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Keep It Simple When Teaching Place Value

By Keren Perles

Teaching place value doesn’t need to be complicated, as long as you keep it hands on. This article will give you a fresh technique to use while teaching place value -- yes, a technique that will keep your students excited about math!

Preparing the Beans

This hands-on lesson plan in teaching place value involves the use of bags of beans.

Give students large cups full of beans to use for their manipulatives. Have students count out beans in groups of ten, place each group into a small plastic bag, and seal the bag.

Help each student label the bag “10” with a marker. Continue until each student has 12 bags of 10 beans each. Have students return to their desks with the bags that they made, along with 9 individual beans.

Stage 1 – Ones and Tens

Instruct students to put their bags of beans aside for a moment and just work with the individual beans. Write the number 7 on the board, and ask students to count out 7 beans. Commend them for complying. Then write the number 17 on the board, and ask them to count out 17 beans. When they discover that they don’t have enough individual beans, encourage them to use their bags of beans as well. They should eventually discover that 1 bag of beans + 7 beans = 17 beans. Ask them to respond chorally to the question “How many ’ten bags’ did you use?” and “How many ‘one beans’ did you use?” Then help them make the connection to the number 17 written on the board, which has a 1 in the tens place and a 7 in the ones place.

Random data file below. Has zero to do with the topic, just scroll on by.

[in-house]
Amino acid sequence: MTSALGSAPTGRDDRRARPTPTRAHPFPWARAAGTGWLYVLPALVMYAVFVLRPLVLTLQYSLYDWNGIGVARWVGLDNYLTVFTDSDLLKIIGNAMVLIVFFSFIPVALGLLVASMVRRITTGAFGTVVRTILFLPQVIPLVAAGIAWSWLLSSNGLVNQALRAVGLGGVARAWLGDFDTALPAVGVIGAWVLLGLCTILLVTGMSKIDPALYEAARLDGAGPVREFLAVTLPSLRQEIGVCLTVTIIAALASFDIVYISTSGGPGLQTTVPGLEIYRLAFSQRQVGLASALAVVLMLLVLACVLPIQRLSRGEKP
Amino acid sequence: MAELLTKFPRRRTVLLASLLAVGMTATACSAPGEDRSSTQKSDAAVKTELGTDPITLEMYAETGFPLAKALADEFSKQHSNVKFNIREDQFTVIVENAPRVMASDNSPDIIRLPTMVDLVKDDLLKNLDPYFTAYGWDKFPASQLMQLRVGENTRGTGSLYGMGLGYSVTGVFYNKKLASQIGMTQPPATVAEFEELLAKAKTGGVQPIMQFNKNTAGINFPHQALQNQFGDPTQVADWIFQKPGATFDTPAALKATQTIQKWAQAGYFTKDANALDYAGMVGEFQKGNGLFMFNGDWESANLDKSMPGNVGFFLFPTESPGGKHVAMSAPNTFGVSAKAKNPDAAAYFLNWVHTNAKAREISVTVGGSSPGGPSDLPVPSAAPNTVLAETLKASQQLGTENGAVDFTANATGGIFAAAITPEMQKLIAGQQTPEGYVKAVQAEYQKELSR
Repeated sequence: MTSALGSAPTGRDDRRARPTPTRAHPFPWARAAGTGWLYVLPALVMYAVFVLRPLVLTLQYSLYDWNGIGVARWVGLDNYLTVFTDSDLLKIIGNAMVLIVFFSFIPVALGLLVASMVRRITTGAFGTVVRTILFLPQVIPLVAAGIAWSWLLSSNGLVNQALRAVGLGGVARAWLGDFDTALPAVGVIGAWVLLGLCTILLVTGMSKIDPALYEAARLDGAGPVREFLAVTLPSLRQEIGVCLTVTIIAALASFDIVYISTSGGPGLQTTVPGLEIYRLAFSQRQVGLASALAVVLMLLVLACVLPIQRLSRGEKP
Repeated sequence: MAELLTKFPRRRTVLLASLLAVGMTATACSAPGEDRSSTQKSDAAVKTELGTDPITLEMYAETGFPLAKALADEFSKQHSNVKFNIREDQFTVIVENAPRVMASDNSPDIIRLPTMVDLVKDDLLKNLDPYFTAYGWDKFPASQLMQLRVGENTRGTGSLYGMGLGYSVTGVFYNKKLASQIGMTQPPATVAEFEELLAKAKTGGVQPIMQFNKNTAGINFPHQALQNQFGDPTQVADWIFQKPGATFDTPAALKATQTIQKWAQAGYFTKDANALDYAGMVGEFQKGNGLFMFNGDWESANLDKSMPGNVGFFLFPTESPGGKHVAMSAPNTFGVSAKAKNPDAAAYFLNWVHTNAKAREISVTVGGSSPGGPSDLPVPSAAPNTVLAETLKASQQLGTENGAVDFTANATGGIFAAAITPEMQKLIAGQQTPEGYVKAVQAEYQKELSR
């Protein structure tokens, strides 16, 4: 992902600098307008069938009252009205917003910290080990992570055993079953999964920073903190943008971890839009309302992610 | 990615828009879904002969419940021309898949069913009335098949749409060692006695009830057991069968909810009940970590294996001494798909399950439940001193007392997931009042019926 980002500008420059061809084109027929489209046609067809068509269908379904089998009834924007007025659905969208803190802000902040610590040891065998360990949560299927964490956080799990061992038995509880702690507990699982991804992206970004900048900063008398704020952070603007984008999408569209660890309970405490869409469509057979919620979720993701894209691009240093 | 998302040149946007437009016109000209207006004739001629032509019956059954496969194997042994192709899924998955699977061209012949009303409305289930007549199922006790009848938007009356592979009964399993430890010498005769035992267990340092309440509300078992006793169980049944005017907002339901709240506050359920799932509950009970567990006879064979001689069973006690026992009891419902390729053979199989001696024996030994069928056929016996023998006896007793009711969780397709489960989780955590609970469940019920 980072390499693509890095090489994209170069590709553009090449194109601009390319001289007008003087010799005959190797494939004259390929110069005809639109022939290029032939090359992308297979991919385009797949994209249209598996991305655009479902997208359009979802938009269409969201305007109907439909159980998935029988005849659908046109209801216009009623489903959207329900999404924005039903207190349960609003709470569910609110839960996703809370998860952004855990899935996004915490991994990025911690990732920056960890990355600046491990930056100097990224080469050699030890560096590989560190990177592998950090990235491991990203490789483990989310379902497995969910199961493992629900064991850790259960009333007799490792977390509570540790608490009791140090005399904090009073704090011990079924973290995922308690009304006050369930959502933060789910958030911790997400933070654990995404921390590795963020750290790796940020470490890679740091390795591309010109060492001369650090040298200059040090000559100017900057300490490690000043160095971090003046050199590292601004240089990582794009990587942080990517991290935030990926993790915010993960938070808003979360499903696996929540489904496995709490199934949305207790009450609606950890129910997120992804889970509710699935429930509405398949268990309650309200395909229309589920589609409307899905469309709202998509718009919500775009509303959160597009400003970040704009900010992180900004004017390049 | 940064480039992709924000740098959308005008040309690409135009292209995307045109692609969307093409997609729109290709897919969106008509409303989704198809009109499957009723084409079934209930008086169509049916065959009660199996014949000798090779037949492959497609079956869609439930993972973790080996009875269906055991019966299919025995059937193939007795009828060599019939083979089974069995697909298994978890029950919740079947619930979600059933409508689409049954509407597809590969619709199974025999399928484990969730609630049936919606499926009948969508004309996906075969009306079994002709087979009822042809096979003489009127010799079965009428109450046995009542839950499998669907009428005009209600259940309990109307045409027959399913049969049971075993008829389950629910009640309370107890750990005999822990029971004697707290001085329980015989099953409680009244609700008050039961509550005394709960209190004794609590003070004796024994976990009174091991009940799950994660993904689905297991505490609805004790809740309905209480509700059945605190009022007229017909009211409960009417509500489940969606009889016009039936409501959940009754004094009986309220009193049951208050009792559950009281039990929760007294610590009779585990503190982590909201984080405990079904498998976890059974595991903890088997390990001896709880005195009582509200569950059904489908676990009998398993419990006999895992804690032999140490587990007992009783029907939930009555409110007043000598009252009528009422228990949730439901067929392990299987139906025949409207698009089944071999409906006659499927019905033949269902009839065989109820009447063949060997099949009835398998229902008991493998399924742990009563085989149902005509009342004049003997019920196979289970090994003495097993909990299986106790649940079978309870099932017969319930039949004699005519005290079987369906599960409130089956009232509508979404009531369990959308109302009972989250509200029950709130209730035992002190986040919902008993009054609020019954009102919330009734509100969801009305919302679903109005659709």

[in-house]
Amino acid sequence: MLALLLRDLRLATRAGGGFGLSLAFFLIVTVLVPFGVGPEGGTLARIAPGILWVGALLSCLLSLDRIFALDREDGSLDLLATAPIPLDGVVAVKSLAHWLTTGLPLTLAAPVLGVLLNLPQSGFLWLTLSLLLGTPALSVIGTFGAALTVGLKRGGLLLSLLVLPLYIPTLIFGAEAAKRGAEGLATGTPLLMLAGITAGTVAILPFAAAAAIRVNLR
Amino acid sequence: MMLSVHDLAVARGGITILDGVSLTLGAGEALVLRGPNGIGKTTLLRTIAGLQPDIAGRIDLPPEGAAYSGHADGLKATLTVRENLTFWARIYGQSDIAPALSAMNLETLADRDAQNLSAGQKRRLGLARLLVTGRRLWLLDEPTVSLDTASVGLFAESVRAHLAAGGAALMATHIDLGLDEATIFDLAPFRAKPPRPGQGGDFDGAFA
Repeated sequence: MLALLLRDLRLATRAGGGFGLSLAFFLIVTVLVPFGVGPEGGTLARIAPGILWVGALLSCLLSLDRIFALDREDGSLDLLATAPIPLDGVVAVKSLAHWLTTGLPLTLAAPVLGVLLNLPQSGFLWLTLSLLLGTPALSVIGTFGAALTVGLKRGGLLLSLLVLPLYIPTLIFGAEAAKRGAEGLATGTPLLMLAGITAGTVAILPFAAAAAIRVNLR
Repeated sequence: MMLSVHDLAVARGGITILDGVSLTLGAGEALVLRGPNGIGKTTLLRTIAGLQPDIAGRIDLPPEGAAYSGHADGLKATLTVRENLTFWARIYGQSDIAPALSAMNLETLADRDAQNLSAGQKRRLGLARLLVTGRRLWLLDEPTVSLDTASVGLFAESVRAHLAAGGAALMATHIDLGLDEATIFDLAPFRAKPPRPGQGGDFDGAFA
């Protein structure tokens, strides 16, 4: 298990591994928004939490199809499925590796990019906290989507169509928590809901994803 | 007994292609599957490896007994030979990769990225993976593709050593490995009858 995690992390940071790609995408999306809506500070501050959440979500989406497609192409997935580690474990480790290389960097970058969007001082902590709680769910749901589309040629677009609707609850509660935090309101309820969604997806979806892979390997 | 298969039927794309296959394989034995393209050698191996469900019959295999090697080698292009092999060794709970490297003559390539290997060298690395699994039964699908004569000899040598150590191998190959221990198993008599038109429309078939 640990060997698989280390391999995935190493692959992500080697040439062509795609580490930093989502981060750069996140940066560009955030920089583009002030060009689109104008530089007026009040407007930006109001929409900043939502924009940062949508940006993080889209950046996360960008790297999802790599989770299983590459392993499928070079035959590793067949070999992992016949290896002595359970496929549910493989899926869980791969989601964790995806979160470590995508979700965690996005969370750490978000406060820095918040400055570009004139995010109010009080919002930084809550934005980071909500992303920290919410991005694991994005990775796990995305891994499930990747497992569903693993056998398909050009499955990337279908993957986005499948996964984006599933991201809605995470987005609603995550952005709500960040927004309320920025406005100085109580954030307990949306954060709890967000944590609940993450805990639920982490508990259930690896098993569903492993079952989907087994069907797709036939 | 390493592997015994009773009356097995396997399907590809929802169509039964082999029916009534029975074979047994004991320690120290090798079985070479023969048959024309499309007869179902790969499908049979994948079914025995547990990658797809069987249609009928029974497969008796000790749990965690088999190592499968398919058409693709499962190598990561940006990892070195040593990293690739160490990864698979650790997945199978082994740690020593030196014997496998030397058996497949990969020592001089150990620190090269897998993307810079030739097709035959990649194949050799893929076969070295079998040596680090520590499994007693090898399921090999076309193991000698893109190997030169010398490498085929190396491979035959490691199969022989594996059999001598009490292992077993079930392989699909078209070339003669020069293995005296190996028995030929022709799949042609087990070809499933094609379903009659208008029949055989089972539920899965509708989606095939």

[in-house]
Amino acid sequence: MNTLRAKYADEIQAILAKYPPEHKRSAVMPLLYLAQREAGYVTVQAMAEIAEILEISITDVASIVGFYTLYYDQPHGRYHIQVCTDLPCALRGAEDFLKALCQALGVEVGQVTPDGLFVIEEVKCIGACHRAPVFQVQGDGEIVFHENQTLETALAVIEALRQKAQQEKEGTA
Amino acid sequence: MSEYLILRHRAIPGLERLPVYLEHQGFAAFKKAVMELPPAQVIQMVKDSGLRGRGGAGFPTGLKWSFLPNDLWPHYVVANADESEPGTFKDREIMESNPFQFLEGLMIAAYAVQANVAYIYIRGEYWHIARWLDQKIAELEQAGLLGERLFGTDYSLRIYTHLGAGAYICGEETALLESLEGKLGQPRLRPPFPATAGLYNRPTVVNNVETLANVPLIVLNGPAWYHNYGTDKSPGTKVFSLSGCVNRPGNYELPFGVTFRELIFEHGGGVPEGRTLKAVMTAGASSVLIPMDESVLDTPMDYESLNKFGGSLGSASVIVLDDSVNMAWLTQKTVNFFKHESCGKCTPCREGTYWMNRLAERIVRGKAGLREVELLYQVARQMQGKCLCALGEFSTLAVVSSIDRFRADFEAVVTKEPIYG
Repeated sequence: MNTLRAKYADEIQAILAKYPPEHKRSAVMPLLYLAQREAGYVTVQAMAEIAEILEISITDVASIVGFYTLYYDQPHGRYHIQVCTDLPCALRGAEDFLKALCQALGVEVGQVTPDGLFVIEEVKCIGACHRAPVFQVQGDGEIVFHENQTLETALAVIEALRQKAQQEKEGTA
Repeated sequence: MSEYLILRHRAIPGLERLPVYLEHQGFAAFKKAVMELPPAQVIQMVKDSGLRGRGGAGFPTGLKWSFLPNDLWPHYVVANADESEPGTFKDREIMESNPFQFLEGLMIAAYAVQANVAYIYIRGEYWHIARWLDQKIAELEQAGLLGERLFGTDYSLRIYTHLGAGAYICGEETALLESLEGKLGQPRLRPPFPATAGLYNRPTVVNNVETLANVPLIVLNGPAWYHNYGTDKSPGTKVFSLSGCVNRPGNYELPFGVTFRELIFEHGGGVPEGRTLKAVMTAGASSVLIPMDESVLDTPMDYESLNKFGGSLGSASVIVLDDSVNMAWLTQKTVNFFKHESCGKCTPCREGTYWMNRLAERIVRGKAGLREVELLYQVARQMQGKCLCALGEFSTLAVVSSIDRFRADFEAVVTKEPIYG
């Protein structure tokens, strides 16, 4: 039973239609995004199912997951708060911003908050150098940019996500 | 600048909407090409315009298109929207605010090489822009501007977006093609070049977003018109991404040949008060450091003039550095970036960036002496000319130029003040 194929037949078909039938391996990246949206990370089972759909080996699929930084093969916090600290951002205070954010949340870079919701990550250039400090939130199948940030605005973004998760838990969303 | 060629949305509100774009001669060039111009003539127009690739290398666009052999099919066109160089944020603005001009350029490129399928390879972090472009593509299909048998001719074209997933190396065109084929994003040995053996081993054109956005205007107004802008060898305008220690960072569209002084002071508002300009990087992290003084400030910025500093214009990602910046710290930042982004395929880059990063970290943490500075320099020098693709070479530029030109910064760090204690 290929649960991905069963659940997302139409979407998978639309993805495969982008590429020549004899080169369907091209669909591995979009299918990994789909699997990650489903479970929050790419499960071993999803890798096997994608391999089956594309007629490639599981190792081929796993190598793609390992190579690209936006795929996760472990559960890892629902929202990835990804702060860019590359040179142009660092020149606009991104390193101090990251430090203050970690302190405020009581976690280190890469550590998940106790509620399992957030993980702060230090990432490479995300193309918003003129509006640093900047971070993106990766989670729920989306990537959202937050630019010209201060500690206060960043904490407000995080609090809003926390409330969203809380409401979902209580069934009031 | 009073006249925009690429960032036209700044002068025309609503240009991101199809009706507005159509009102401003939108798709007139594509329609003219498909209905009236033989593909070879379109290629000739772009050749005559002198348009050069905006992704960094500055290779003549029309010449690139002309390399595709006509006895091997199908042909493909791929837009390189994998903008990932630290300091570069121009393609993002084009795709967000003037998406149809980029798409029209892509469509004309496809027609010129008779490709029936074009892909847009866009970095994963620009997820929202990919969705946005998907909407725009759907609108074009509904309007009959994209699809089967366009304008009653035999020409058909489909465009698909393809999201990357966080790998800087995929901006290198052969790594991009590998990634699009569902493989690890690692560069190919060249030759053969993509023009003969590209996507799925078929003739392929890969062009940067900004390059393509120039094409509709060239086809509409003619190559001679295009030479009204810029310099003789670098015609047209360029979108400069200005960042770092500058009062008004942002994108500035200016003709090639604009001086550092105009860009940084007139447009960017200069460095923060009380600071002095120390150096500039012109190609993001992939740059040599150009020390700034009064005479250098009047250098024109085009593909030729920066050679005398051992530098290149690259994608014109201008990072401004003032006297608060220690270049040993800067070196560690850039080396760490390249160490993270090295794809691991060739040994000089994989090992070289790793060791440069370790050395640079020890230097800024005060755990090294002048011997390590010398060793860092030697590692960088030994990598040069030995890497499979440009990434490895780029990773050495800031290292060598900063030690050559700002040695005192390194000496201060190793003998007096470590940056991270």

Stage 2 – Hundreds

Hand out paper lunch bags to each student. Instruct them to put ten of the “ten bags” in the lunch bag, and label it 100. Then write the number 117 on the board and ask them to count out 117 beans, using the lunch bag. Repeat the same discussion with them as in Stage 1.

Stage 3 – Generalization

The first two stages will teach students the basic idea of place value. Rather than continuing with bags of 1000 beans, discuss with students what they have learned. Write a few numbers on the board, and ask them to figure out how many bags of beans they would need for each number, without actually counting out beans. Discuss the term “place value,” as well as “ones place,” “tens place,” “hundreds place,” and even “thousands place” and beyond.

Once you’re sure they understand place value, ask them to use what they’ve learned to compare two long numbers, such as 6,701 and 6,855. Help them to understand the importance of place value in making these comparisons.

With this activity, teaching place value can be fun as well as educational. Watch your students’ faces light up as they finally understand this basic math concept.